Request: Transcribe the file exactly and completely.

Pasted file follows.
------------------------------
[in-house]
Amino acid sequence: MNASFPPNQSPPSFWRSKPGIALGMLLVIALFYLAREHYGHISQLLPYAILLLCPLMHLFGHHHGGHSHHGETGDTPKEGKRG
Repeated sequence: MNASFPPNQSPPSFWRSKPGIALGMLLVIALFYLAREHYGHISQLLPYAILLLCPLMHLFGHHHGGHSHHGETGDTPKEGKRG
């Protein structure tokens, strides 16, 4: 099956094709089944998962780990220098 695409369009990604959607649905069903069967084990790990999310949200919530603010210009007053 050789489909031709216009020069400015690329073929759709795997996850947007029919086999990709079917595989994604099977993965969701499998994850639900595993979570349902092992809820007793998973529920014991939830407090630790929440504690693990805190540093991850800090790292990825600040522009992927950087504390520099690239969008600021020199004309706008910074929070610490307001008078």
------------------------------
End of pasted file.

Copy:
[in-house]
Amino acid sequence: MNASFPPNQSPPSFWRSKPGIALGMLLVIALFYLAREHYGHISQLLPYAILLLCPLMHLFGHHHGGHSHHGETGDTPKEGKRG
Repeated sequence: MNASFPPNQSPPSFWRSKPGIALGMLLVIALFYLAREHYGHISQLLPYAILLLCPLMHLFGHHHGGHSHHGETGDTPKEGKRG
């Protein structure tokens, strides 16, 4: 099956094709089944998962780990220098 695409369009990604959607649905069903069967084990790990999310949200919530603010210009007053 050789489909031709216009020069400015690329073929759709795997996850947007029919086999990709079917595989994604099977993965969701499998994850639900595993979570349902092992809820007793998973529920014991939830407090630790929440504690693990805190540093991850800090790292990825600040522009992927950087504390520099690239969008600021020199004309706008910074929070610490307001008078």